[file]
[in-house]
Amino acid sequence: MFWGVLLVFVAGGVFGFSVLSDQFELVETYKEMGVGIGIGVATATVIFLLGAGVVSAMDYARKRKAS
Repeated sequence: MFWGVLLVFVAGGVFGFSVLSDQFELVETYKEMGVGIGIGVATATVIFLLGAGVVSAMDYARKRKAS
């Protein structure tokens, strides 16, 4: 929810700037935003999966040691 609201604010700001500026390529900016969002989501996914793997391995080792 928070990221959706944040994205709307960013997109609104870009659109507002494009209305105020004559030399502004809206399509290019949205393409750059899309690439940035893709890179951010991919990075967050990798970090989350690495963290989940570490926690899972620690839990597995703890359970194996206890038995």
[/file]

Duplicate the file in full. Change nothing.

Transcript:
[in-house]
Amino acid sequence: MFWGVLLVFVAGGVFGFSVLSDQFELVETYKEMGVGIGIGVATATVIFLLGAGVVSAMDYARKRKAS
Repeated sequence: MFWGVLLVFVAGGVFGFSVLSDQFELVETYKEMGVGIGIGVATATVIFLLGAGVVSAMDYARKRKAS
């Protein structure tokens, strides 16, 4: 929810700037935003999966040691 609201604010700001500026390529900016969002989501996914793997391995080792 928070990221959706944040994205709307960013997109609104870009659109507002494009209305105020004559030399502004809206399509290019949205393409750059899309690439940035893709890179951010991919990075967050990798970090989350690495963290989940570490926690899972620690839990597995703890359970194996206890038995």